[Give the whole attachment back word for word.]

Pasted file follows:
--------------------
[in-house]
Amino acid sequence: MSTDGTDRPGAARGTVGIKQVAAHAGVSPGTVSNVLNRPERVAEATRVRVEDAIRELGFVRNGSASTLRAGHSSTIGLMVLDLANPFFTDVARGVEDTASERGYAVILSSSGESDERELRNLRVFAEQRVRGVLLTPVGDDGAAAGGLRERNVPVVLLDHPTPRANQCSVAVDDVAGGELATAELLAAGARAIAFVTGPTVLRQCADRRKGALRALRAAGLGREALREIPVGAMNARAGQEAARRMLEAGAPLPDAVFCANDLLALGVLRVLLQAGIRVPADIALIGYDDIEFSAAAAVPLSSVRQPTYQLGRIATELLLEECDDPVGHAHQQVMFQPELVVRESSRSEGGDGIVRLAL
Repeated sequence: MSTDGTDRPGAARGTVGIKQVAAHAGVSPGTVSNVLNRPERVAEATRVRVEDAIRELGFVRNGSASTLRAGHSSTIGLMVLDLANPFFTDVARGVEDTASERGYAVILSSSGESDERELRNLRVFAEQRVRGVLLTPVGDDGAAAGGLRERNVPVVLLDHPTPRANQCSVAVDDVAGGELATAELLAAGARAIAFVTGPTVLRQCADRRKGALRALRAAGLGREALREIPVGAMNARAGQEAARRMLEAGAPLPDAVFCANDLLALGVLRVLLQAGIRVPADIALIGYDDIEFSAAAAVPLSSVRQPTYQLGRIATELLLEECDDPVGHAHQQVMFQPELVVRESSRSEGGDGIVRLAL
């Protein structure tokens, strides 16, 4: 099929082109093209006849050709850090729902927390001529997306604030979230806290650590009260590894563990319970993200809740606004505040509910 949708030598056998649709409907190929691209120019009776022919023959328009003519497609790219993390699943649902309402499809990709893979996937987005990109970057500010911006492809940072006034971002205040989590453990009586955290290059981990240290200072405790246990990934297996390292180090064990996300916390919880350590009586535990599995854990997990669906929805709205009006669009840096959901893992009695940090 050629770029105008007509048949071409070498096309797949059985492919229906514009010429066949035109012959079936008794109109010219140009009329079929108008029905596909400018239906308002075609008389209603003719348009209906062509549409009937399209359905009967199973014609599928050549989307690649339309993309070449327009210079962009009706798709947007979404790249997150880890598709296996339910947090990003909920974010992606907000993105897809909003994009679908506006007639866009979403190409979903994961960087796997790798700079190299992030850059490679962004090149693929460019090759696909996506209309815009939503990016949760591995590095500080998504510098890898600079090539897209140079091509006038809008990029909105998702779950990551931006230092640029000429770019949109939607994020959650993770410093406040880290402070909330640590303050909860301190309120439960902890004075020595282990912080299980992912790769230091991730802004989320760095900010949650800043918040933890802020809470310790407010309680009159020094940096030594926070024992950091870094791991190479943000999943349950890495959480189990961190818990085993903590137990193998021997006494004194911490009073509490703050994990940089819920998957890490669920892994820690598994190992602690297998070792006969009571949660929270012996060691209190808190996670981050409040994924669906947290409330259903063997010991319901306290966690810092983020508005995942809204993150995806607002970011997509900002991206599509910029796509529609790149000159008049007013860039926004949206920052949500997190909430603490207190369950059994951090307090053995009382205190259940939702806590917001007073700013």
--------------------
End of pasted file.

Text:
[in-house]
Amino acid sequence: MSTDGTDRPGAARGTVGIKQVAAHAGVSPGTVSNVLNRPERVAEATRVRVEDAIRELGFVRNGSASTLRAGHSSTIGLMVLDLANPFFTDVARGVEDTASERGYAVILSSSGESDERELRNLRVFAEQRVRGVLLTPVGDDGAAAGGLRERNVPVVLLDHPTPRANQCSVAVDDVAGGELATAELLAAGARAIAFVTGPTVLRQCADRRKGALRALRAAGLGREALREIPVGAMNARAGQEAARRMLEAGAPLPDAVFCANDLLALGVLRVLLQAGIRVPADIALIGYDDIEFSAAAAVPLSSVRQPTYQLGRIATELLLEECDDPVGHAHQQVMFQPELVVRESSRSEGGDGIVRLAL
Repeated sequence: MSTDGTDRPGAARGTVGIKQVAAHAGVSPGTVSNVLNRPERVAEATRVRVEDAIRELGFVRNGSASTLRAGHSSTIGLMVLDLANPFFTDVARGVEDTASERGYAVILSSSGESDERELRNLRVFAEQRVRGVLLTPVGDDGAAAGGLRERNVPVVLLDHPTPRANQCSVAVDDVAGGELATAELLAAGARAIAFVTGPTVLRQCADRRKGALRALRAAGLGREALREIPVGAMNARAGQEAARRMLEAGAPLPDAVFCANDLLALGVLRVLLQAGIRVPADIALIGYDDIEFSAAAAVPLSSVRQPTYQLGRIATELLLEECDDPVGHAHQQVMFQPELVVRESSRSEGGDGIVRLAL
């Protein structure tokens, strides 16, 4: 099929082109093209006849050709850090729902927390001529997306604030979230806290650590009260590894563990319970993200809740606004505040509910 949708030598056998649709409907190929691209120019009776022919023959328009003519497609790219993390699943649902309402499809990709893979996937987005990109970057500010911006492809940072006034971002205040989590453990009586955290290059981990240290200072405790246990990934297996390292180090064990996300916390919880350590009586535990599995854990997990669906929805709205009006669009840096959901893992009695940090 050629770029105008007509048949071409070498096309797949059985492919229906514009010429066949035109012959079936008794109109010219140009009329079929108008029905596909400018239906308002075609008389209603003719348009209906062509549409009937399209359905009967199973014609599928050549989307690649339309993309070449327009210079962009009706798709947007979404790249997150880890598709296996339910947090990003909920974010992606907000993105897809909003994009679908506006007639866009979403190409979903994961960087796997790798700079190299992030850059490679962004090149693929460019090759696909996506209309815009939503990016949760591995590095500080998504510098890898600079090539897209140079091509006038809008990029909105998702779950990551931006230092640029000429770019949109939607994020959650993770410093406040880290402070909330640590303050909860301190309120439960902890004075020595282990912080299980992912790769230091991730802004989320760095900010949650800043918040933890802020809470310790407010309680009159020094940096030594926070024992950091870094791991190479943000999943349950890495959480189990961190818990085993903590137990193998021997006494004194911490009073509490703050994990940089819920998957890490669920892994820690598994190992602690297998070792006969009571949660929270012996060691209190808190996670981050409040994924669906947290409330259903063997010991319901306290966690810092983020508005995942809204993150995806607002970011997509900002991206599509910029796509529609790149000159008049007013860039926004949206920052949500997190909430603490207190369950059994951090307090053995009382205190259940939702806590917001007073700013």